The winds of change seem to be blowing in Washington D.C. At least at a committee level in The US House Committee on Space, Science, and Technology. The recent political shuffling suggests that Texas Democrat Eddie Bernice Johnson will be the next head of the committee, which is probably a good thing for Mother Earth.
Congresswoman Eddie Bernice Johnson is at least open to the idea that human pollution could be behind climate change, and this is a shift away from the precious chairperson Lamar Smith. Congressman Smith wasn’t a fan of global warming theories, at least as far as they could be tied in with human-led carbon emissions.
The outgoing committee head also took money from the fossil fuel industry, which may explain his reluctance to bit the hand that had been throwing him scraps. The new boss is into pushing STEM education in the US, which would be a great move for the nation.
A Small Change in the Right Direction
The US House Committee on Space, Science, and Technology isn’t a major player when it comes to environmental policy decisions. The previous head used the committee to create Congress-approved propaganda for this fossil fuel overlords, but the net affect of his efforts are questionable.
Regardless of its overall effects, it will be good to have someone who knows how serious climate change is on a US government science committee. At this point the difference we can make in changing people’s attitudes toward climate change is questionable. Many people are passionate about making a difference, but there is little in the way of positive results.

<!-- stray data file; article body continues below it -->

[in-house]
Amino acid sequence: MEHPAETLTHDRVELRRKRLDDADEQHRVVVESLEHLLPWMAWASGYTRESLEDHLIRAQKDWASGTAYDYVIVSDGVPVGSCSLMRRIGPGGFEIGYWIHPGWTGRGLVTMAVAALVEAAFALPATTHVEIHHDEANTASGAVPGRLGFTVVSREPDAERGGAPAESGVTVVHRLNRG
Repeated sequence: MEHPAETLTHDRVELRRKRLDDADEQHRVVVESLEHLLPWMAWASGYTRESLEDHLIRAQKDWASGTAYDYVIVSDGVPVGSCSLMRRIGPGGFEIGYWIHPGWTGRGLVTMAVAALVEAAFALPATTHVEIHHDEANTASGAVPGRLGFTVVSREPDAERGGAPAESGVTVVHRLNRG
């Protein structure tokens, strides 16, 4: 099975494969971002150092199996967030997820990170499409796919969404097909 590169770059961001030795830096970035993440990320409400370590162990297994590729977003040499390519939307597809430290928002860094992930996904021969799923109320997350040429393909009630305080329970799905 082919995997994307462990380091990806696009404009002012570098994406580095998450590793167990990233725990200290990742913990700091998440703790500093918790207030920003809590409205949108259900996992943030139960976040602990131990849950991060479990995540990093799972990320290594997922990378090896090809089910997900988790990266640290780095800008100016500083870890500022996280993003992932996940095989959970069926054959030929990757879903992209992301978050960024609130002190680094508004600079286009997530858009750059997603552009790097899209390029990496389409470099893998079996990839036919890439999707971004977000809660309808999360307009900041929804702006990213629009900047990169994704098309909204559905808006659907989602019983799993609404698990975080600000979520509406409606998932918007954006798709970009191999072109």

A Rough Hand
There are no shortage reasons to start making changes in how we power out lives. Whether or not humans are responsible for the climate shifts that are happening should be seen as secondary to the known effects of a global push to destroy our environment.
We know, for a fact, that burning coal is terrible for human health, and the plastics industry is making a hugely negative impact on our planet. The Pacific Ocean is covered with discarded plastic waste. As it breaks down, it enters the environment at a level that isn’t reversible. The damage is done, but we are still expanding our ability to produce these materials on an almost unbelievable scale.
Of course, this could all be stopped by the government. Cracking facilities that churn out the raw material to create plastics are subject to a lengthy licensing process, which seems to be no problem for the major oil companies. Maybe this new found voice of reason will help the US government to see that the environment’s ability to sustain human life is limited, and could be worth protecting.
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